We studied the interaction of U(VI) with vegetative cells, heat killed cells, spores, and decomposed cells of Bacillus sphaericus. The characterization of the formed complexes was performed by time-resolved laser fluorescence spectroscopy (TRLFS) and extended X-ray absorption fine structure spectroscopy (EXAFS). We observed no significant differences in the sorption behavior of vegetative and heat killed cells, whereas the spores showed a higher sorption of U(VI) (related to their dry weight). Regardless of the higher relative sorption of the spores of B. sphaericus, the fluorescence and EXAFS spectra of the vegetative cells, heat killed cells and spores were almost identical. Analysis of the data proved that U(VI) forms inner sphere complexes with organic bound phosphate groups on the cell surface. We observed no significant differences in the coordination numbers and the distances of the oxygen and phosphorus atoms in the inner coordination sphere.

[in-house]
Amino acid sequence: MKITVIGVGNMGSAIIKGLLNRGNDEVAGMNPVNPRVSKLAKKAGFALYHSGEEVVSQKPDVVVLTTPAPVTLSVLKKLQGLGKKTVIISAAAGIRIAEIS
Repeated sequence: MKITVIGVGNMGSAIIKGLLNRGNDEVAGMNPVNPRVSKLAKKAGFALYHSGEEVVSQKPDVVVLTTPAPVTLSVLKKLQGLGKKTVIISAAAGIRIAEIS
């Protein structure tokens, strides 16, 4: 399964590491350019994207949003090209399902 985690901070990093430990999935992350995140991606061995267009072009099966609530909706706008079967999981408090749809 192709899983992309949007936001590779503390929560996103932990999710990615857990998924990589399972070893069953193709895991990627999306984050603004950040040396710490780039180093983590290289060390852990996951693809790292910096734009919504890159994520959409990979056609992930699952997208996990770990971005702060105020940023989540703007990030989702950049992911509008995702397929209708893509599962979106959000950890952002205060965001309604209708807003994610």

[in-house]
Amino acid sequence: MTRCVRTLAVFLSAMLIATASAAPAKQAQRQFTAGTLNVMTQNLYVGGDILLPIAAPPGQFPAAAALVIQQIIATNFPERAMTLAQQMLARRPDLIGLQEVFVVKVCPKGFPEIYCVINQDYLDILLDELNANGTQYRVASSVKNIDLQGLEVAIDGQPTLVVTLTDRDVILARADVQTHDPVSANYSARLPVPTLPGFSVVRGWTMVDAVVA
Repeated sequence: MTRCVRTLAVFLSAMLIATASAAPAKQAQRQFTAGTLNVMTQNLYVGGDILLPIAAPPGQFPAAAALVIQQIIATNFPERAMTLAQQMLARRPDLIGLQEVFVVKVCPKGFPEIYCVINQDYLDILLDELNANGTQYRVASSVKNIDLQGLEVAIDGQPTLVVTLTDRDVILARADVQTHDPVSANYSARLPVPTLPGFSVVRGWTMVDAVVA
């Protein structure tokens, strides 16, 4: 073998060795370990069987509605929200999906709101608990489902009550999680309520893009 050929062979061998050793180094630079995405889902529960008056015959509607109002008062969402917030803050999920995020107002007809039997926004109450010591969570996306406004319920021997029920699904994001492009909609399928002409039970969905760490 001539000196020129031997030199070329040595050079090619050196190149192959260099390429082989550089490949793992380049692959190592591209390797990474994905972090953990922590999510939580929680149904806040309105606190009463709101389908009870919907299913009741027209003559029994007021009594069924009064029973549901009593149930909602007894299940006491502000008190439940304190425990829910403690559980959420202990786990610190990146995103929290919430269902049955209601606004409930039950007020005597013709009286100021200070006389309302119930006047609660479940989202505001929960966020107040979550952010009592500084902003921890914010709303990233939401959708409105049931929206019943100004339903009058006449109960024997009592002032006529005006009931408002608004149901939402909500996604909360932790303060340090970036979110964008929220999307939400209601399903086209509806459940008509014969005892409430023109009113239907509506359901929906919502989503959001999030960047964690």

After eight weeks, the vegetative cells of B. sphaericus were completely decomposed. Lysing of the cell walls and activity of enzymes led to a release of various decomposition products. We found that large amounts of H2PO4− were released which caused a quantitative precipitation of bacterial U(VI) as UO2(H2PO4)2. The H2PO4− was detected by Raman spectroscopy. The decomposed bacterial suspension showed the same fluorescence spectrum as UO2(H2PO4)2 which differed significantly from those of the bacterial U(VI) surface complexes.